The Union Carbines acts as an example of less popular Civil War carbines, as well as ones that overall failed to be satisfactory in battle. On top of its defects, Union Carbines were behind the times in the evolving world of arms technology from its cartridges to its lack of interchangeable parts.3



To fully understand the Gwyn & Campbell, one must look to its precursor, the Cosmopolitan carbine as well. To clarity, when this website refers to the “Union” carbine(s), it references both the Cosmopolitan and the Gwyn & Campbell.

 



1 Thomas B. Rentschler,  Cosmopolitan and Gwyn & Campbell Carbines in the Civil War: A Definitive Illustrated History of Two Rare and Unusual Civil War Cavalry Carbines and Their Use in the Field (Lincoln: Andrew Mowbray Publishers, 2000), 10;  James Timothy Brenner, “The Politics of Civil War Weapons Procurement:  The Ordnance Department and Two Ohio Carbines,” (MA thesis, Ohio State University, 1977), 78.

2 Rentschler, Cosmopolitan and Gwyn & Campbell Carbines in the Civil War, 27.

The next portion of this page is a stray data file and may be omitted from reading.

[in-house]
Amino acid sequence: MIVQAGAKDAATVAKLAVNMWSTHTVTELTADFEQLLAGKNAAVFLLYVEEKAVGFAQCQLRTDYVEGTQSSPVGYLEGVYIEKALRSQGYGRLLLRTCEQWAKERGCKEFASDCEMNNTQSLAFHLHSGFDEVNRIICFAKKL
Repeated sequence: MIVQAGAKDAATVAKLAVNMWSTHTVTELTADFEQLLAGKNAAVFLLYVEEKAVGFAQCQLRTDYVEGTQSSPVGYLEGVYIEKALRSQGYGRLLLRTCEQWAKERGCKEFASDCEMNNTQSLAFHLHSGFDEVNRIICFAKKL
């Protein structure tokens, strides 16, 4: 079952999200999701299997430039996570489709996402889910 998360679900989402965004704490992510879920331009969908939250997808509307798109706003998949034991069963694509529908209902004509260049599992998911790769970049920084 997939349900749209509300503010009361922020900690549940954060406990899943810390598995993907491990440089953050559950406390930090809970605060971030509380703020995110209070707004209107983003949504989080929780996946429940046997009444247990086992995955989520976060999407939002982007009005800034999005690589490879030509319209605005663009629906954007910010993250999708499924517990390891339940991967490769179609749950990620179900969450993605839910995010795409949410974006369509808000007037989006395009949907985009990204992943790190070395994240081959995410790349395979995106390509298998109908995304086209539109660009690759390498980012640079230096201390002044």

3 Rentschler, Cosmopolitan and Gwyn & Campbell Carbines in the Civil War, 22; Brenner, "The Politics of Civil War Weapons Procurement," 78.

 

 

 

 

 




 

 

The Cosmopolitan and Gwyn & Campbell:

Guns of Mystery and Many Names

ARTIFACT: CINCINNATI MUSUEM CENTER |

PHOTO: BRITTANY VENTURELLA

The 1863 Gwyn & Campbell Carbine was stamped the "Union Rifle." This stamp adds to the name confusion.

The Union Carbines



Created in Hamilton, Ohio, the Union Carbines are considered to be the only midwestern gun manufactured for and used in the Civil War.1  Manufacturing in the midwest proved to be a challenge and an asset. The manufacturers did not have the luxury of journeymen frequenting their shop as often as those in New England. Yet, they would not have to compete with other arms factories for skilled labor. The manufacturing of the Gwyn & Campbell demonstrated that industrialization had spread to the Midwest.



A lot of mystery surrounds the Union Carbines today, and little is written on them. The carbines' titles also cause confusion and abstraction, because they had several different names: “Union,” “Grapevine,” “Ohio,” “Gwinns Union Rifle,” “Gwynns Carbine,” and “Gwynnes Carbine."2 Although the Gwyn & Campbell was considered to be different from its predecessor, the Cosmopolitan, the government used the names “Gwyn & Campbell," “Cosmopolitan,” and “Union” interchangeably when referring to the guns.2